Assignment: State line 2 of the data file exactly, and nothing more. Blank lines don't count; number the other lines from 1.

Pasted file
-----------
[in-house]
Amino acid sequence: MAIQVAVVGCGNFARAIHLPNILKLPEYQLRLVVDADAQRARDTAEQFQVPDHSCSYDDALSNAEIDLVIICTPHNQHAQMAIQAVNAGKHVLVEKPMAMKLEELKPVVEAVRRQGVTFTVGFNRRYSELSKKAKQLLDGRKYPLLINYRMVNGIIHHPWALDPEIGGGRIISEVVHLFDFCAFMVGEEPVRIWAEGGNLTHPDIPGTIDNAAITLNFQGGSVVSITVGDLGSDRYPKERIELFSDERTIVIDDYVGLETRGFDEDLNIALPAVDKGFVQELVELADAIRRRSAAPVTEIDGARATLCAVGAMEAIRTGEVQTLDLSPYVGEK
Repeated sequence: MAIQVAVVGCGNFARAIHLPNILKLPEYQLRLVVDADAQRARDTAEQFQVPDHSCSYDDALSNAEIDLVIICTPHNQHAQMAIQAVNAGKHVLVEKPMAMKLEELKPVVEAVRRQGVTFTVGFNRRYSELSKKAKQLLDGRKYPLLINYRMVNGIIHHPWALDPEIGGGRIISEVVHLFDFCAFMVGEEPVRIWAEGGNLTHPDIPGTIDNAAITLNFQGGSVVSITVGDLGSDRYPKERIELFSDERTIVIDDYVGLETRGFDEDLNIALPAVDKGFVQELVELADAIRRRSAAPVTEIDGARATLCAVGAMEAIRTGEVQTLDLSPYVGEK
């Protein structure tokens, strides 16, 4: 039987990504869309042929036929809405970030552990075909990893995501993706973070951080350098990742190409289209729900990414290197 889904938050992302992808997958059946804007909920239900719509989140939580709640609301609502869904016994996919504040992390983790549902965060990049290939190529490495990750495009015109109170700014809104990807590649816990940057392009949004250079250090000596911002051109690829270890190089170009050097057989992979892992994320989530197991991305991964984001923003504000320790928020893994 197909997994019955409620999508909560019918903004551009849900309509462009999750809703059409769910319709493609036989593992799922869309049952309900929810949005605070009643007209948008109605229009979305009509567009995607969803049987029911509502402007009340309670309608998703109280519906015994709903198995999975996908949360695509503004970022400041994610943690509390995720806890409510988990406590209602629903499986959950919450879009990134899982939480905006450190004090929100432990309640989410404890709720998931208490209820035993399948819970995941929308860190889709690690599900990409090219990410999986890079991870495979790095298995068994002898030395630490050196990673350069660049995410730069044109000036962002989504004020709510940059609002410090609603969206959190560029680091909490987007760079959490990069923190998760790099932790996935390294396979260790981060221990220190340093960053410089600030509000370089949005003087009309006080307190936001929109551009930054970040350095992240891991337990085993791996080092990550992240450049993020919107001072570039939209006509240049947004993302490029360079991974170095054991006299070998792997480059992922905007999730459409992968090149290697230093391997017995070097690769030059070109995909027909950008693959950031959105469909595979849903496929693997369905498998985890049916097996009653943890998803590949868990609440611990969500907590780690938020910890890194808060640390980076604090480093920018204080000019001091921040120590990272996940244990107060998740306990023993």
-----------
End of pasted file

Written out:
Amino acid sequence: MAIQVAVVGCGNFARAIHLPNILKLPEYQLRLVVDADAQRARDTAEQFQVPDHSCSYDDALSNAEIDLVIICTPHNQHAQMAIQAVNAGKHVLVEKPMAMKLEELKPVVEAVRRQGVTFTVGFNRRYSELSKKAKQLLDGRKYPLLINYRMVNGIIHHPWALDPEIGGGRIISEVVHLFDFCAFMVGEEPVRIWAEGGNLTHPDIPGTIDNAAITLNFQGGSVVSITVGDLGSDRYPKERIELFSDERTIVIDDYVGLETRGFDEDLNIALPAVDKGFVQELVELADAIRRRSAAPVTEIDGARATLCAVGAMEAIRTGEVQTLDLSPYVGEK